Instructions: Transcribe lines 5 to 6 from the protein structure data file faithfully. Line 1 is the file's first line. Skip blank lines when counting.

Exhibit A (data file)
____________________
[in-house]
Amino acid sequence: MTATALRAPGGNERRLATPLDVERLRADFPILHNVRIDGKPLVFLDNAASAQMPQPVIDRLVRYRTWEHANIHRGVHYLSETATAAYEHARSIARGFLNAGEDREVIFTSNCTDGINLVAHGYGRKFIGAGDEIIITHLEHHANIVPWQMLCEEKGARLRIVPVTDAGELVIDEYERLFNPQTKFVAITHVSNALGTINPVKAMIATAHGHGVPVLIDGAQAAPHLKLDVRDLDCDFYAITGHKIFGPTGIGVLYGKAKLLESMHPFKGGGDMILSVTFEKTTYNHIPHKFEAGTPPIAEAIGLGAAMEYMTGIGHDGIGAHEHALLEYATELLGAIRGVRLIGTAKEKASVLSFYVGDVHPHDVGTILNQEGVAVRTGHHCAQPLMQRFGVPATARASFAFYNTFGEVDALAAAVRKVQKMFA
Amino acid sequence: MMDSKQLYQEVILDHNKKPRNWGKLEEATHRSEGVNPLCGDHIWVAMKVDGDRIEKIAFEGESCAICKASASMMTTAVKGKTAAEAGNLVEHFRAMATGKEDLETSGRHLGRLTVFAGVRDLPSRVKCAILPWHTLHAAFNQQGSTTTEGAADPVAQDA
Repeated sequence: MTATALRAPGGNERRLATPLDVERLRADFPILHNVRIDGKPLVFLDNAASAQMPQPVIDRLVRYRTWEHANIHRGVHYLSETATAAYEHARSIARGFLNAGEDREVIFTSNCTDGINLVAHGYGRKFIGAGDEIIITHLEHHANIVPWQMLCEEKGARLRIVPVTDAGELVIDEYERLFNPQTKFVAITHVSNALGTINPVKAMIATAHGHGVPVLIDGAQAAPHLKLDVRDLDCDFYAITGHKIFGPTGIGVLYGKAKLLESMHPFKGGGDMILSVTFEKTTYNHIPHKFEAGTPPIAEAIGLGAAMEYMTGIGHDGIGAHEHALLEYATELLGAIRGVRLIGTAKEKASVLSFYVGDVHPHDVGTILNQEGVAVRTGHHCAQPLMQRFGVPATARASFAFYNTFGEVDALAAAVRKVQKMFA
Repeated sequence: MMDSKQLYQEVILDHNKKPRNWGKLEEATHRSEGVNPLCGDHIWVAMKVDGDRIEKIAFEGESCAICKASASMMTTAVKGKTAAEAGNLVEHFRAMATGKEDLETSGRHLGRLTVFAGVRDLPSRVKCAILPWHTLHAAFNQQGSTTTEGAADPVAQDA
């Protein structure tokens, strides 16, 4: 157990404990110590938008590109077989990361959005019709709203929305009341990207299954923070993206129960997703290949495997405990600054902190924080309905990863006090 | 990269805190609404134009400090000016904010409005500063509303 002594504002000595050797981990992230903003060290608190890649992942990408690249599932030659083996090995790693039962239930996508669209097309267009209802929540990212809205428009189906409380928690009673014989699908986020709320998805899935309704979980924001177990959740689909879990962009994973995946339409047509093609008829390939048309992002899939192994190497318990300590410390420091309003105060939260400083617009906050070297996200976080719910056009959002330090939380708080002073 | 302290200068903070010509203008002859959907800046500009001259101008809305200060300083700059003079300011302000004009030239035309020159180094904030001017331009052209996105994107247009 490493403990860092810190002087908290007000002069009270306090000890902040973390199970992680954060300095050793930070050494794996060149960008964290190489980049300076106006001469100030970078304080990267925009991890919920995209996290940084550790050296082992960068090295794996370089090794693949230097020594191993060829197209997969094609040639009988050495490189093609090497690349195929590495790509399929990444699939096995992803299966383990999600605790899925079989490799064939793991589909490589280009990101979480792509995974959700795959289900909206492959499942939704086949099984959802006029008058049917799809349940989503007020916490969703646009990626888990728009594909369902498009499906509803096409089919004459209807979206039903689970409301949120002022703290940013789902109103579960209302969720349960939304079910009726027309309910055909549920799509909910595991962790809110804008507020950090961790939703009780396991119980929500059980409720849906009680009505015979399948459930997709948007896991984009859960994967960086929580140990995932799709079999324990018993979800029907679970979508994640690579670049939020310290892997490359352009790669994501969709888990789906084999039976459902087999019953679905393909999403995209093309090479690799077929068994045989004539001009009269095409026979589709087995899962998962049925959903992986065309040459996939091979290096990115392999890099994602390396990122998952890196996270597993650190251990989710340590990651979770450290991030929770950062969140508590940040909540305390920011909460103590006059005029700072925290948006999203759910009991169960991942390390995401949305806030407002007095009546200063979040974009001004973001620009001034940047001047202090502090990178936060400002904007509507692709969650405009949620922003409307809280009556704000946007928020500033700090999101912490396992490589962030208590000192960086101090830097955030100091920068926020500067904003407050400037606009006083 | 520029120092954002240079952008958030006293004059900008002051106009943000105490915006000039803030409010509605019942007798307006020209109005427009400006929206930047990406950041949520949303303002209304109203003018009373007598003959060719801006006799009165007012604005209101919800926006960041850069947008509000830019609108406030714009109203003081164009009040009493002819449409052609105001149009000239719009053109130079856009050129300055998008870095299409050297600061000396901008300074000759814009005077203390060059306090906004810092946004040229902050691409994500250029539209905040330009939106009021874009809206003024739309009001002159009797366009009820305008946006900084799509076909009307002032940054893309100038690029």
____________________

Repeated sequence: MMDSKQLYQEVILDHNKKPRNWGKLEEATHRSEGVNPLCGDHIWVAMKVDGDRIEKIAFEGESCAICKASASMMTTAVKGKTAAEAGNLVEHFRAMATGKEDLETSGRHLGRLTVFAGVRDLPSRVKCAILPWHTLHAAFNQQGSTTTEGAADPVAQDA
């Protein structure tokens, strides 16, 4: 157990404990110590938008590109077989990361959005019709709203929305009341990207299954923070993206129960997703290949495997405990600054902190924080309905990863006090 | 990269805190609404134009400090000016904010409005500063509303 002594504002000595050797981990992230903003060290608190890649992942990408690249599932030659083996090995790693039962239930996508669209097309267009209802929540990212809205428009189906409380928690009673014989699908986020709320998805899935309704979980924001177990959740689909879990962009994973995946339409047509093609008829390939048309992002899939192994190497318990300590410390420091309003105060939260400083617009906050070297996200976080719910056009959002330090939380708080002073 | 302290200068903070010509203008002859959907800046500009001259101008809305200060300083700059003079300011302000004009030239035309020159180094904030001017331009052209996105994107247009 490493403990860092810190002087908290007000002069009270306090000890902040973390199970992680954060300095050793930070050494794996060149960008964290190489980049300076106006001469100030970078304080990267925009991890919920995209996290940084550790050296082992960068090295794996370089090794693949230097020594191993060829197209997969094609040639009988050495490189093609090497690349195929590495790509399929990444699939096995992803299966383990999600605790899925079989490799064939793991589909490589280009990101979480792509995974959700795959289900909206492959499942939704086949099984959802006029008058049917799809349940989503007020916490969703646009990626888990728009594909369902498009499906509803096409089919004459209807979206039903689970409301949120002022703290940013789902109103579960209302969720349960939304079910009726027309309910055909549920799509909910595991962790809110804008507020950090961790939703009780396991119980929500059980409720849906009680009505015979399948459930997709948007896991984009859960994967960086929580140990995932799709079999324990018993979800029907679970979508994640690579670049939020310290892997490359352009790669994501969709888990789906084999039976459902087999019953679905393909999403995209093309090479690799077929068994045989004539001009009269095409026979589709087995899962998962049925959903992986065309040459996939091979290096990115392999890099994602390396990122998952890196996270597993650190251990989710340590990651979770450290991030929770950062969140508590940040909540305390920011909460103590006059005029700072925290948006999203759910009991169960991942390390995401949305806030407002007095009546200063979040974009001004973001620009001034940047001047202090502090990178936060400002904007509507692709969650405009949620922003409307809280009556704000946007928020500033700090999101912490396992490589962030208590000192960086101090830097955030100091920068926020500067904003407050400037606009006083 | 520029120092954002240079952008958030006293004059900008002051106009943000105490915006000039803030409010509605019942007798307006020209109005427009400006929206930047990406950041949520949303303002209304109203003018009373007598003959060719801006006799009165007012604005209101919800926006960041850069947008509000830019609108406030714009109203003081164009009040009493002819449409052609105001149009000239719009053109130079856009050129300055998008870095299409050297600061000396901008300074000759814009005077203390060059306090906004810092946004040229902050691409994500250029539209905040330009939106009021874009809206003024739309009001002159009797366009009820305008946006900084799509076909009307002032940054893309100038690029």